@Tim Wilderbeeste

 You should be able to keep the deposit as they did not fill their financial obligation. I would definitely go after them, if not in court, at least send to a collections company so it hits their credit and shows up as they have a housing debt.

between potentially losing this rent, and the (retail) cost to reverse the changes it looks like you're going to be over the security deposit anyway. Time to get them out asap and see after the fallout if it's worth a court case or not. Need to get them out to stop the bleeding though immediately.

you don't just get to keep their security deposit because the tenant broke a section if the lease. Your lease should describe the process for security deposit return and when tenants move out you must send them an accounting of the costs and amounts withheld. Lastly, your lease should also layout the cost of the fee for a bounced check or in your case law fees for non payment....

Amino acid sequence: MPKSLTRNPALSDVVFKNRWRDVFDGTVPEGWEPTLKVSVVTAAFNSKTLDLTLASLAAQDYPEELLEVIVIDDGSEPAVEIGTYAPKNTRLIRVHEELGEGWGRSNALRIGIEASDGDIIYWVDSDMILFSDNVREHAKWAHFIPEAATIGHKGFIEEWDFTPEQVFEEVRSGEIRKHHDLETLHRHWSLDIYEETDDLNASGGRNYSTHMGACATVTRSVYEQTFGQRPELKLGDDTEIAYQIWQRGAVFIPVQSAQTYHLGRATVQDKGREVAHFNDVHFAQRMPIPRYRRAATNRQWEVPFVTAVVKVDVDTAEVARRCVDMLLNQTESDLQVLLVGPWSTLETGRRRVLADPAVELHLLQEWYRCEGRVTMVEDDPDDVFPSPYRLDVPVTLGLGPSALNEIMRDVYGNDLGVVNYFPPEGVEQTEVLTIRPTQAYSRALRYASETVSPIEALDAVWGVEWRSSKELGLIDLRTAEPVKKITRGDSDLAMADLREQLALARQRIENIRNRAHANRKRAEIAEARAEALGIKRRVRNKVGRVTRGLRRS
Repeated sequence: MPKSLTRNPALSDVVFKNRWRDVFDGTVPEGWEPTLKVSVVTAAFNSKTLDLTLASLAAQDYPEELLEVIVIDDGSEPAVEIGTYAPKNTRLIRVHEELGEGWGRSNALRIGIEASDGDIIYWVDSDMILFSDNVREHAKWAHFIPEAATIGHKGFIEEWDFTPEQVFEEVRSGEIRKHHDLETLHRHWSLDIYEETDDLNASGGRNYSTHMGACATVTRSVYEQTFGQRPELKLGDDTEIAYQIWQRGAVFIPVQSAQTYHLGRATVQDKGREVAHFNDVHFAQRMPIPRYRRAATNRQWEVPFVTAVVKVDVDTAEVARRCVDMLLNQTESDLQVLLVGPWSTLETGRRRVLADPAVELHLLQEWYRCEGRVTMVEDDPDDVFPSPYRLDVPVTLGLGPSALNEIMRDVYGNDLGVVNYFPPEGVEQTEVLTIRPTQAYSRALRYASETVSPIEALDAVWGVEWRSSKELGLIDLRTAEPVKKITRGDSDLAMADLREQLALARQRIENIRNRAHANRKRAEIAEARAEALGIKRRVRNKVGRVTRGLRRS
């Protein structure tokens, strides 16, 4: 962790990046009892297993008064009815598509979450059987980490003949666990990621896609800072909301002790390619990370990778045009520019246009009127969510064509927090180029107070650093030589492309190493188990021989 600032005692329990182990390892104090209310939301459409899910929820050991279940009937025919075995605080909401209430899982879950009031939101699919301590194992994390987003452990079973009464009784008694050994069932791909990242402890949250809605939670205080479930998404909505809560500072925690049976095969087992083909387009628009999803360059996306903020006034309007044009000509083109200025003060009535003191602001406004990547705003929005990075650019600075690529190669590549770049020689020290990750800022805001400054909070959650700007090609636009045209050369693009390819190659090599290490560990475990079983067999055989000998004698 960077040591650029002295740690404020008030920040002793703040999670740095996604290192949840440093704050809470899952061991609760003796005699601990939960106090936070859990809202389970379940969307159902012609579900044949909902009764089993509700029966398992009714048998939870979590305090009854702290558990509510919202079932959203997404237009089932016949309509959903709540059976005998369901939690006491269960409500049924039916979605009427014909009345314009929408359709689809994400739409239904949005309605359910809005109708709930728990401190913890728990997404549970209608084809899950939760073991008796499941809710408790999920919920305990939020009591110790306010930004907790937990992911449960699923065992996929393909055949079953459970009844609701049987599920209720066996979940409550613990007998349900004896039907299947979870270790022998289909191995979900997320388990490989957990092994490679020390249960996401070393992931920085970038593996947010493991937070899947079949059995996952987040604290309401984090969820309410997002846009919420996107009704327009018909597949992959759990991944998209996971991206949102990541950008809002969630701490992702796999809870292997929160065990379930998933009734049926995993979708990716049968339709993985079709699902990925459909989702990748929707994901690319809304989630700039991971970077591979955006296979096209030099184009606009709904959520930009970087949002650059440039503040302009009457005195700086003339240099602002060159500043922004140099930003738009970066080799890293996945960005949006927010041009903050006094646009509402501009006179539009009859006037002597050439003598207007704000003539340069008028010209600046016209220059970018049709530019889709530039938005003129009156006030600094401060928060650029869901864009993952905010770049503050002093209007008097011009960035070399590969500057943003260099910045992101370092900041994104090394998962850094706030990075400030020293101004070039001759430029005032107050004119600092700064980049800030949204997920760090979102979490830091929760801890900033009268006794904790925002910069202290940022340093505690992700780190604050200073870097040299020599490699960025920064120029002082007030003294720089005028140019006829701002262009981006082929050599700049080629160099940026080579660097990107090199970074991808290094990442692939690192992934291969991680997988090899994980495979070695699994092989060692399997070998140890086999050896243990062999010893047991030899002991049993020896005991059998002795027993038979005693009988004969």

@Kyle. Statutes are different from state to state, and we use a fairly stock lease agreement for Florida. There are numerous clauses specified, and which they signed off on, regarding certain breeches that result in the loss of the deposit. 

Aside from the bounced check, they left with damage to the property, didn't clean, no evidence as requested that they maintained pest control, all of which will cost well in excess of their deposit to rectify. Statutes here state that you can issue a 30 day claim that the check itself be honoured, otherwise the individual can be taken to to court, just as they can be taken to court for loss of rent and damages.